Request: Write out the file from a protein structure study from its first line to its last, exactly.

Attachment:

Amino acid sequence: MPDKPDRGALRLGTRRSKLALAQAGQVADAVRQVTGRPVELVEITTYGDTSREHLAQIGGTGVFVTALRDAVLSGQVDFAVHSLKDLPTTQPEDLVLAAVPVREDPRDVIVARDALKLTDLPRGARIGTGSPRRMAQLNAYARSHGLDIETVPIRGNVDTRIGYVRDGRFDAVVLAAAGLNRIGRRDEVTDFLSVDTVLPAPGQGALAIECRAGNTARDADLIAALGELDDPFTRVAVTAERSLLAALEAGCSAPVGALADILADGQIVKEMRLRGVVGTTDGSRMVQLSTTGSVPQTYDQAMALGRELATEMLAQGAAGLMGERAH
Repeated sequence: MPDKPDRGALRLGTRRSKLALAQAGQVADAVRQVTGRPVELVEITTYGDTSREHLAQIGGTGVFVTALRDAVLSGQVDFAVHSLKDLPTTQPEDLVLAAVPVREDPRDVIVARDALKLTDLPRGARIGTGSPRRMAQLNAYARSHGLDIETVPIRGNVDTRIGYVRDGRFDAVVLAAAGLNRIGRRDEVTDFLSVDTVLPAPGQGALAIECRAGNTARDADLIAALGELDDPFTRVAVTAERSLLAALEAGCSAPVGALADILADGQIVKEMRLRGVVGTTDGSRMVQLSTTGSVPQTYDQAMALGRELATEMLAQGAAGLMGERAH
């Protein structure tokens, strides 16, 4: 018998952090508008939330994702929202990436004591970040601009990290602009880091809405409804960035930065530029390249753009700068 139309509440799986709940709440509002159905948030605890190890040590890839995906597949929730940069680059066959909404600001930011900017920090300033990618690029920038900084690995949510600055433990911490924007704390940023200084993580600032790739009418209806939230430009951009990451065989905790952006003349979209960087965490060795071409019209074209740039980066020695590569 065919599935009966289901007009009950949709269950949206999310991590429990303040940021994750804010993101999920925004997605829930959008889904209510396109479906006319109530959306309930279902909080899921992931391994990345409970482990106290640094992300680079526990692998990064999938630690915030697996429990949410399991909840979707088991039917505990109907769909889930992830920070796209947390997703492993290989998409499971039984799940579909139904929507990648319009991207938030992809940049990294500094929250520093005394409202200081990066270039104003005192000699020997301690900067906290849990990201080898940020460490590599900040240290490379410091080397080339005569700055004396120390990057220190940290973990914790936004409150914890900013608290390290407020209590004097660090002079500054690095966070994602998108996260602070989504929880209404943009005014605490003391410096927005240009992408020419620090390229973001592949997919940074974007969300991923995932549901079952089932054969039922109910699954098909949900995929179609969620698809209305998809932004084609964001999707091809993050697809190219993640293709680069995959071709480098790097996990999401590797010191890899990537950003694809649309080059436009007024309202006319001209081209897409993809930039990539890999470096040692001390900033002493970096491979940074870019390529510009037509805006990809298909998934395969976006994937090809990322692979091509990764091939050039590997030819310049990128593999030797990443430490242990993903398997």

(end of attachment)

Amino acid sequence: MPDKPDRGALRLGTRRSKLALAQAGQVADAVRQVTGRPVELVEITTYGDTSREHLAQIGGTGVFVTALRDAVLSGQVDFAVHSLKDLPTTQPEDLVLAAVPVREDPRDVIVARDALKLTDLPRGARIGTGSPRRMAQLNAYARSHGLDIETVPIRGNVDTRIGYVRDGRFDAVVLAAAGLNRIGRRDEVTDFLSVDTVLPAPGQGALAIECRAGNTARDADLIAALGELDDPFTRVAVTAERSLLAALEAGCSAPVGALADILADGQIVKEMRLRGVVGTTDGSRMVQLSTTGSVPQTYDQAMALGRELATEMLAQGAAGLMGERAH
Repeated sequence: MPDKPDRGALRLGTRRSKLALAQAGQVADAVRQVTGRPVELVEITTYGDTSREHLAQIGGTGVFVTALRDAVLSGQVDFAVHSLKDLPTTQPEDLVLAAVPVREDPRDVIVARDALKLTDLPRGARIGTGSPRRMAQLNAYARSHGLDIETVPIRGNVDTRIGYVRDGRFDAVVLAAAGLNRIGRRDEVTDFLSVDTVLPAPGQGALAIECRAGNTARDADLIAALGELDDPFTRVAVTAERSLLAALEAGCSAPVGALADILADGQIVKEMRLRGVVGTTDGSRMVQLSTTGSVPQTYDQAMALGRELATEMLAQGAAGLMGERAH
């Protein structure tokens, strides 16, 4: 018998952090508008939330994702929202990436004591970040601009990290602009880091809405409804960035930065530029390249753009700068 139309509440799986709940709440509002159905948030605890190890040590890839995906597949929730940069680059066959909404600001930011900017920090300033990618690029920038900084690995949510600055433990911490924007704390940023200084993580600032790739009418209806939230430009951009990451065989905790952006003349979209960087965490060795071409019209074209740039980066020695590569 065919599935009966289901007009009950949709269950949206999310991590429990303040940021994750804010993101999920925004997605829930959008889904209510396109479906006319109530959306309930279902909080899921992931391994990345409970482990106290640094992300680079526990692998990064999938630690915030697996429990949410399991909840979707088991039917505990109907769909889930992830920070796209947390997703492993290989998409499971039984799940579909139904929507990648319009991207938030992809940049990294500094929250520093005394409202200081990066270039104003005192000699020997301690900067906290849990990201080898940020460490590599900040240290490379410091080397080339005569700055004396120390990057220190940290973990914790936004409150914890900013608290390290407020209590004097660090002079500054690095966070994602998108996260602070989504929880209404943009005014605490003391410096927005240009992408020419620090390229973001592949997919940074974007969300991923995932549901079952089932054969039922109910699954098909949900995929179609969620698809209305998809932004084609964001999707091809993050697809190219993640293709680069995959071709480098790097996990999401590797010191890899990537950003694809649309080059436009007024309202006319001209081209897409993809930039990539890999470096040692001390900033002493970096491979940074870019390529510009037509805006990809298909998934395969976006994937090809990322692979091509990764091939050039590997030819310049990128593999030797990443430490242990993903398997």